Chicago native Carmen Marron was working as a guidance counselor in Phoenix when she decided to make a film addressing the experience of Latino teenagers. "Go For It," the dance drama that she wrote, directed and produced herself, was released earlier this year by Pantelion Films, a division of Lionsgate. It comes out on DVD Sept. 27. We caught up with Marron by phone from her home in L.A. to talk about her film projects and the state of Latino film.
Why did you feel that it was important to set "Go For It" in Chicago?
I wrote about inner city living of young adults and what it was like ... you know, I grew up in Logan Square, and I wanted to keep that feeling. I always felt, also, like Chicago was a great representation of most of the country. This Midwest, big town but sometimes a small town, family feel.
As a Latino filmmaker, what are some of the important themes of identity that emerge in your work?
Definitely the identity was a huge theme for the lead, Aimee Garcia, [who] was my lead actress ... the theme was finding your own identity as a kid growing up in the U.S. and in Chicago, but also hanging on to your culture and adapting them both. Not forsaking one for the other but just finding that blend that makes you who you are, makes you so unique as a Latina. Which is what I went through, growing up, and what I see a lot of kids go through.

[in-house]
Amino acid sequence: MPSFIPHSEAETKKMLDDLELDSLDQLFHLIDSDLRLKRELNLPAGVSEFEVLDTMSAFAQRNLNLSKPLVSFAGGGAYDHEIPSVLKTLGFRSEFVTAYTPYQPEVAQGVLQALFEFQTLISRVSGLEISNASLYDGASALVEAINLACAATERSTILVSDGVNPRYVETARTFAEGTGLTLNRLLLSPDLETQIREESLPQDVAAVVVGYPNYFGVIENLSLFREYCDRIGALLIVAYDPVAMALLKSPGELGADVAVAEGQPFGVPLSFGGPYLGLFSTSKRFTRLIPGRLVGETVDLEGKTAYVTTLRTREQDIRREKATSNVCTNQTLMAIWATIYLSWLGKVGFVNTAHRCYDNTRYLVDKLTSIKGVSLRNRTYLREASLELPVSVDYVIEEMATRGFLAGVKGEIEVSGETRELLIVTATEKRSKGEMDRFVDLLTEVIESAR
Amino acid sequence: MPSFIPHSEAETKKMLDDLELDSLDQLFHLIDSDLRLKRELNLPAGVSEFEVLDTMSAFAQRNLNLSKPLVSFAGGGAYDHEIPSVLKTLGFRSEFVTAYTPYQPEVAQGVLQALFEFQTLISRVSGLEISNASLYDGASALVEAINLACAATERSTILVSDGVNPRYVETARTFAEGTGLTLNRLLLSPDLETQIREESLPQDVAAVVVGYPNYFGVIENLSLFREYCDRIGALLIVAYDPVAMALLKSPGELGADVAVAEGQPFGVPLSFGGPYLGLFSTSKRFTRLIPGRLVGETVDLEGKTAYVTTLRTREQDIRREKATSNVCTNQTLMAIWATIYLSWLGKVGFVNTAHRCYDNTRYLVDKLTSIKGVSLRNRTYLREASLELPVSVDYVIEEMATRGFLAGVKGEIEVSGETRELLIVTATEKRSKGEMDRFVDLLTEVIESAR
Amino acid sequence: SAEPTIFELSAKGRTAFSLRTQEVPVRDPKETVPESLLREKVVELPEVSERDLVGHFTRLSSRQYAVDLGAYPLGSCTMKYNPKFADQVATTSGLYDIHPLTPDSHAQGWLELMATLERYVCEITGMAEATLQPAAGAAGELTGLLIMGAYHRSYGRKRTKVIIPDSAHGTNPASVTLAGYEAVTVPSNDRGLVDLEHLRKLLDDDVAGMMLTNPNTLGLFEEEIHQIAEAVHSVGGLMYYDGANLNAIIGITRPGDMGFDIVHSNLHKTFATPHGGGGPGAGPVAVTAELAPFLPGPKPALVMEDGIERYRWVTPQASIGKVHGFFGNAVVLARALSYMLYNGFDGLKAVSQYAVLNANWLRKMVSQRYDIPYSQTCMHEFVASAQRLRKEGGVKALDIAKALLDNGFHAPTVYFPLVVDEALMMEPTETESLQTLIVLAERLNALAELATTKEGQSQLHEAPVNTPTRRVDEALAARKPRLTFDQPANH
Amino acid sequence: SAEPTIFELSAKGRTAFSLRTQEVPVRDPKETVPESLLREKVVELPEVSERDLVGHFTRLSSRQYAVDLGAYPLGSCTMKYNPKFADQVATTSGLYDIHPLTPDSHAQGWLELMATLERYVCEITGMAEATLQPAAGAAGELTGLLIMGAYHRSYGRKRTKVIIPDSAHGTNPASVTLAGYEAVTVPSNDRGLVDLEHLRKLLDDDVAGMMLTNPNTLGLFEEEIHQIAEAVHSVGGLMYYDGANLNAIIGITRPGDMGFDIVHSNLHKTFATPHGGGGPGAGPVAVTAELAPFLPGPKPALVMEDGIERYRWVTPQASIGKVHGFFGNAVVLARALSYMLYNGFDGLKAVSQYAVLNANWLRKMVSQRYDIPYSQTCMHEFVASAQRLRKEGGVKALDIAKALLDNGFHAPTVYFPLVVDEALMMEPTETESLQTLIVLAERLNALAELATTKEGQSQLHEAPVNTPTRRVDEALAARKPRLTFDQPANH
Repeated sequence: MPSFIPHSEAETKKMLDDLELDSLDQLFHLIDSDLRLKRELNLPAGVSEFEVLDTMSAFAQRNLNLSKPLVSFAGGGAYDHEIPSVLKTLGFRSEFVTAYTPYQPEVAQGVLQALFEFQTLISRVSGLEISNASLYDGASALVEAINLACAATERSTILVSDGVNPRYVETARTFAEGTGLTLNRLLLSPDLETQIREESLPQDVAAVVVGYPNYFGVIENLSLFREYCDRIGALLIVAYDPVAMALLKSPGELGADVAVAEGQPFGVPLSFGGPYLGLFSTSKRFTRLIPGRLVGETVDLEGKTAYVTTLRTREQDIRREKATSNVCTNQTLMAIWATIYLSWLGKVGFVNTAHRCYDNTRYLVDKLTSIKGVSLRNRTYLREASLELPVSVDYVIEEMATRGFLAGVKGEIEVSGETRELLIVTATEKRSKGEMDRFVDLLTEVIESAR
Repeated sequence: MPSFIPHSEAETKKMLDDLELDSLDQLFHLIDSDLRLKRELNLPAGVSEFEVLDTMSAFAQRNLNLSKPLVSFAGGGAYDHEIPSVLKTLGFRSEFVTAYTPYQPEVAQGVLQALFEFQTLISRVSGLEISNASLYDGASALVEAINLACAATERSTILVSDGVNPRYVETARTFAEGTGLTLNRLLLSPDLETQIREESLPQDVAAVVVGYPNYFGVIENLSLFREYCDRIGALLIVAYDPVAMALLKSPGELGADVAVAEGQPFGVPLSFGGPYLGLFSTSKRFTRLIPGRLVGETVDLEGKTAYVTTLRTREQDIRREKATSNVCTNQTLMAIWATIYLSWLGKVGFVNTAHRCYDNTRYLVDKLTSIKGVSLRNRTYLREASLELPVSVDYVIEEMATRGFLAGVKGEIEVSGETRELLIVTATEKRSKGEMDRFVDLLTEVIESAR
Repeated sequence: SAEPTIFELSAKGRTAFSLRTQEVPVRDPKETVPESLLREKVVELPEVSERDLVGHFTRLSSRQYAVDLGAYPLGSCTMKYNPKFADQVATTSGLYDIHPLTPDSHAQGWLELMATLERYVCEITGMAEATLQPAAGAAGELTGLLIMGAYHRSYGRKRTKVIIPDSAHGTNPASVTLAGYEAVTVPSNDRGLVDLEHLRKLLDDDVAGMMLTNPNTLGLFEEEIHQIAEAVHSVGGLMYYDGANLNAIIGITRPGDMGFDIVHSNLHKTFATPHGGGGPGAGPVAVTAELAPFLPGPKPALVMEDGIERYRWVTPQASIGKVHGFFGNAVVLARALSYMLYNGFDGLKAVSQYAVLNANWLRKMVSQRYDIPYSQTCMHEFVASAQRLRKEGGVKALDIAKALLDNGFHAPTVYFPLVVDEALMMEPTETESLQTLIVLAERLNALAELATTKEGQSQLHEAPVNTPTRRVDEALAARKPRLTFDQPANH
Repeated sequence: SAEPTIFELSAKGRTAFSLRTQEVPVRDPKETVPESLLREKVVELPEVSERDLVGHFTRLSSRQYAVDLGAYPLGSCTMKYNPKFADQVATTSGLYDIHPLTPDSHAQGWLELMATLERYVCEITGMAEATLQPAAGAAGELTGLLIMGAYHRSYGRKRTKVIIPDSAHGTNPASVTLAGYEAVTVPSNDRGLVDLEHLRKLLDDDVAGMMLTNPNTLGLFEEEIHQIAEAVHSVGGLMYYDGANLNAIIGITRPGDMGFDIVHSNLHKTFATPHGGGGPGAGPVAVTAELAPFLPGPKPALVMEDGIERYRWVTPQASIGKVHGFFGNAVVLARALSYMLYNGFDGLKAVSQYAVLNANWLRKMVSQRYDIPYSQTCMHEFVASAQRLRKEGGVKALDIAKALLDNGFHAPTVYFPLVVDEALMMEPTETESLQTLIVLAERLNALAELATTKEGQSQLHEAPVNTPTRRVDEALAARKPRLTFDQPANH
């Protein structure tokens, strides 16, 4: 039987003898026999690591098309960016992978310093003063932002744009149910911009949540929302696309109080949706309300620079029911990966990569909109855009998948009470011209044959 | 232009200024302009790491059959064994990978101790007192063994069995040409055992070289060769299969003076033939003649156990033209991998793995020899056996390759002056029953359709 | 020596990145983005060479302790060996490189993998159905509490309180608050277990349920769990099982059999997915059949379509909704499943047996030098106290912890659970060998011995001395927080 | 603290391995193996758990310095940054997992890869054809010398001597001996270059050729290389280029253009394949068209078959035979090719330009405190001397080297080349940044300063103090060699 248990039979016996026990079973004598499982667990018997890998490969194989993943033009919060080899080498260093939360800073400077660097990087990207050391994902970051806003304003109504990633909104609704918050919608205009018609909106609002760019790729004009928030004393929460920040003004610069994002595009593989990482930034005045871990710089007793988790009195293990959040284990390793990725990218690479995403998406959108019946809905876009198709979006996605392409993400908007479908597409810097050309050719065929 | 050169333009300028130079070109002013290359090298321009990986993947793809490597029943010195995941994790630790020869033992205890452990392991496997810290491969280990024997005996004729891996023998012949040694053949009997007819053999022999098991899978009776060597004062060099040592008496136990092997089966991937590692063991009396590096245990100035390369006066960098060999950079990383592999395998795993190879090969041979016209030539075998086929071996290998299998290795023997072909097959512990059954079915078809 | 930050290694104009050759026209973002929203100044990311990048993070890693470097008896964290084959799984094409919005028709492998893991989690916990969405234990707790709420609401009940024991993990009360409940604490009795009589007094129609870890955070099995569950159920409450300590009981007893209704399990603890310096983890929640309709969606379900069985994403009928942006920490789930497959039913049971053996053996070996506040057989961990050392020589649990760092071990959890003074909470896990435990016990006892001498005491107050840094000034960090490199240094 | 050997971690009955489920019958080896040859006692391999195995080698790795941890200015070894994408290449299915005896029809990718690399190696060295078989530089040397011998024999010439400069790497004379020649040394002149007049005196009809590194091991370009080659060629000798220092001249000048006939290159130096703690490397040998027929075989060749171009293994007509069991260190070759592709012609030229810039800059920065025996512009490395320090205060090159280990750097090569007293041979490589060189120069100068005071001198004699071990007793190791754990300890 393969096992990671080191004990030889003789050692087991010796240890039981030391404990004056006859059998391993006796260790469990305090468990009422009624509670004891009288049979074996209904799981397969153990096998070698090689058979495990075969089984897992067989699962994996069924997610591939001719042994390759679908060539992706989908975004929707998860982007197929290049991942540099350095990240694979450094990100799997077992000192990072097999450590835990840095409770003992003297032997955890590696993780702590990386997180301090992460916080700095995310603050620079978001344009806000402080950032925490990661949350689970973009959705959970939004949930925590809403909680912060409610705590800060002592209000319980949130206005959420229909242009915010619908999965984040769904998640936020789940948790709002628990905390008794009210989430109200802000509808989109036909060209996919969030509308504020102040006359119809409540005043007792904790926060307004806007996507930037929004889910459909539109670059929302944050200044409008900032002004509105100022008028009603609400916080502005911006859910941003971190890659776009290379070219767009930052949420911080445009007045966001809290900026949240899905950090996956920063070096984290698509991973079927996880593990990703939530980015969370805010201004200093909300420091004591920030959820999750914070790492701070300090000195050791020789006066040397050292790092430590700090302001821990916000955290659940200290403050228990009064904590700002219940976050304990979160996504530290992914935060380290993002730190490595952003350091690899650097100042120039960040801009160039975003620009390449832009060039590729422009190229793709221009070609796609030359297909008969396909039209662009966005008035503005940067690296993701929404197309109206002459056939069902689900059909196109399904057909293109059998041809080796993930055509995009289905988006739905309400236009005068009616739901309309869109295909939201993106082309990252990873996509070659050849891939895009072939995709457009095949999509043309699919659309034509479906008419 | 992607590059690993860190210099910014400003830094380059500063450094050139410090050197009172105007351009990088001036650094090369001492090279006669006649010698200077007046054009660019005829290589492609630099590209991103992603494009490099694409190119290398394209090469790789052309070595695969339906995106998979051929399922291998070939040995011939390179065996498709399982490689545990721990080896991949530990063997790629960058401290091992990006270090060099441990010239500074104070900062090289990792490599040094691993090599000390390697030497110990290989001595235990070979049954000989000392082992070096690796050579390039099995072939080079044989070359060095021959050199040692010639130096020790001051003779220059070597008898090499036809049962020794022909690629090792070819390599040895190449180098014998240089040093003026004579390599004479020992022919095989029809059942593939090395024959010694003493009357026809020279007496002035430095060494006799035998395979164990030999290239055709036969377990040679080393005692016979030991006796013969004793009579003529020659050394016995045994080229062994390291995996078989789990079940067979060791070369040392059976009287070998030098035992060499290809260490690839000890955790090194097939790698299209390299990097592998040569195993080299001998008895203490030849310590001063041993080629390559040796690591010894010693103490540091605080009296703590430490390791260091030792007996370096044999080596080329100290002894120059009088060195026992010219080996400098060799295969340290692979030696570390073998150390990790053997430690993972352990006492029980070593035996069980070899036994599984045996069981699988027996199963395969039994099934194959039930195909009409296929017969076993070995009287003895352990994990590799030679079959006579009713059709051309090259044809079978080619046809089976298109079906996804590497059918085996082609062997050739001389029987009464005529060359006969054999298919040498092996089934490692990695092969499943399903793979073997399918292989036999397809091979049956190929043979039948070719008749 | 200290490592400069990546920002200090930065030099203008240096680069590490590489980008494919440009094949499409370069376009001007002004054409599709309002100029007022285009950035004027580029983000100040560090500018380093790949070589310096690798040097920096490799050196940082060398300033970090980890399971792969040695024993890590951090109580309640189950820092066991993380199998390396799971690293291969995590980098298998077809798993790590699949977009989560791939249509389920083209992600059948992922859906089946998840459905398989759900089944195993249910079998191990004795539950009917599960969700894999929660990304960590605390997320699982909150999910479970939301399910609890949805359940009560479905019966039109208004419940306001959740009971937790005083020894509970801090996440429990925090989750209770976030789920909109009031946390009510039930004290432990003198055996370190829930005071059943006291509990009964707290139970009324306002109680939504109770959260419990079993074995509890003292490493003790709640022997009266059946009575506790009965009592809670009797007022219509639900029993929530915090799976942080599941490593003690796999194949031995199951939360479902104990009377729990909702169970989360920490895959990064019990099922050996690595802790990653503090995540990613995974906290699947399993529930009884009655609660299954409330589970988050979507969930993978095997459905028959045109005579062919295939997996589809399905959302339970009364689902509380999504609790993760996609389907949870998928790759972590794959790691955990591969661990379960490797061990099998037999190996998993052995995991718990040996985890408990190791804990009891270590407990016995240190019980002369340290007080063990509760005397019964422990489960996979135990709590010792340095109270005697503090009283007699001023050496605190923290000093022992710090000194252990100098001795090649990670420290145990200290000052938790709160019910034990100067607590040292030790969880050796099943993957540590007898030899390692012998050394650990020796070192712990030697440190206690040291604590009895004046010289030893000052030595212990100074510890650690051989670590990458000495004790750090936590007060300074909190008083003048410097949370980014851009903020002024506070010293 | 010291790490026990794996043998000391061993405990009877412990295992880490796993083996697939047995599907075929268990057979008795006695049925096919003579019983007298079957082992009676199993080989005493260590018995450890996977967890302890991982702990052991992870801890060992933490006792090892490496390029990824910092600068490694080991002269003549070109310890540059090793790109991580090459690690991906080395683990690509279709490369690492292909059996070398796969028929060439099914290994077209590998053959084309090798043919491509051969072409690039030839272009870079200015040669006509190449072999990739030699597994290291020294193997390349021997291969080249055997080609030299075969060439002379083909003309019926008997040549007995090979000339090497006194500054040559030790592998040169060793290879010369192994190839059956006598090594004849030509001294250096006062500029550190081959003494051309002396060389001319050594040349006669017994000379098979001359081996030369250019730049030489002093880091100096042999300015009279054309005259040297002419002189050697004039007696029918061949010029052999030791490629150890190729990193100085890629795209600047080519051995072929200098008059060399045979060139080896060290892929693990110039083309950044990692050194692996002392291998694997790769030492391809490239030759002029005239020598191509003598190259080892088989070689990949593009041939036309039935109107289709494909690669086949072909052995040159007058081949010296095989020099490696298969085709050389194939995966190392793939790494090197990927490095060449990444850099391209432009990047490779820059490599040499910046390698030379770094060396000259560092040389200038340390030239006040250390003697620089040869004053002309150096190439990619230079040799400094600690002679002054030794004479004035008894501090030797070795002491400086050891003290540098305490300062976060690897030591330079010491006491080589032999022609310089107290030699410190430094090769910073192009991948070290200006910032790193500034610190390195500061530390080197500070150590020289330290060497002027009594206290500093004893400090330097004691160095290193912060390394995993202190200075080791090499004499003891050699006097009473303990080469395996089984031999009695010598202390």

How do you think Latinos are represented in film right now?
Latinos are definitely grossly underrepresented. I mean, it's a given and everyone talks about it, with the ratio of how big of a population that we are. The majority of films that you see, the Latinos that are in them are either gardeners, housewives, cooks, drivers, valet employees that park your cars. Or they're gangbangers. You watch these big blockbuster films and you see how that's how we're represented. ...Right now there's Penelope Cruz, Jennifer Lopez – you could probably count on one hand how many Latino leading ladies there are. It really is low.
What are the things that are holding it back in Hollywood?
You have to support the films because it's nothing personal. In the end it's all about money. It truly is. It's about business. The only way we're going to see change is if films that are with Latino cast members as leads, when they open up on weekends, people go and watch them and they hit great numbers.
Kyle Kramer is a RedEye special contributor.